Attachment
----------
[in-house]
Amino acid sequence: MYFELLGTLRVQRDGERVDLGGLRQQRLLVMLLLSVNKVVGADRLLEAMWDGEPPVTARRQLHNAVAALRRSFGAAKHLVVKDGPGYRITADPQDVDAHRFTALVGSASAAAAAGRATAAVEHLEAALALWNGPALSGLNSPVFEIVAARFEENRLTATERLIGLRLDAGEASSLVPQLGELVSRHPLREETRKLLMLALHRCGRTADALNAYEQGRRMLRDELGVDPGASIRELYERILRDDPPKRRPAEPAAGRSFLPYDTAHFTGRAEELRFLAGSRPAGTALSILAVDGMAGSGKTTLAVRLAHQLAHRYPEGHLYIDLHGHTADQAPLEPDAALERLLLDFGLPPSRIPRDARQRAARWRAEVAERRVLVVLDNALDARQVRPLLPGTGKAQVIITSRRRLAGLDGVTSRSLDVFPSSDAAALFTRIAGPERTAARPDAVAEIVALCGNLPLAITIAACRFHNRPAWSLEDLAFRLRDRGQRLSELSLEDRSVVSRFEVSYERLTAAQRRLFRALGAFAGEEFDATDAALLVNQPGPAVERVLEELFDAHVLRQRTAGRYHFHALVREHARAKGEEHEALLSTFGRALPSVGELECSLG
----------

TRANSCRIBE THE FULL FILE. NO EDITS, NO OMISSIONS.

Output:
[in-house]
Amino acid sequence: MYFELLGTLRVQRDGERVDLGGLRQQRLLVMLLLSVNKVVGADRLLEAMWDGEPPVTARRQLHNAVAALRRSFGAAKHLVVKDGPGYRITADPQDVDAHRFTALVGSASAAAAAGRATAAVEHLEAALALWNGPALSGLNSPVFEIVAARFEENRLTATERLIGLRLDAGEASSLVPQLGELVSRHPLREETRKLLMLALHRCGRTADALNAYEQGRRMLRDELGVDPGASIRELYERILRDDPPKRRPAEPAAGRSFLPYDTAHFTGRAEELRFLAGSRPAGTALSILAVDGMAGSGKTTLAVRLAHQLAHRYPEGHLYIDLHGHTADQAPLEPDAALERLLLDFGLPPSRIPRDARQRAARWRAEVAERRVLVVLDNALDARQVRPLLPGTGKAQVIITSRRRLAGLDGVTSRSLDVFPSSDAAALFTRIAGPERTAARPDAVAEIVALCGNLPLAITIAACRFHNRPAWSLEDLAFRLRDRGQRLSELSLEDRSVVSRFEVSYERLTAAQRRLFRALGAFAGEEFDATDAALLVNQPGPAVERVLEELFDAHVLRQRTAGRYHFHALVREHARAKGEEHEALLSTFGRALPSVGELECSLG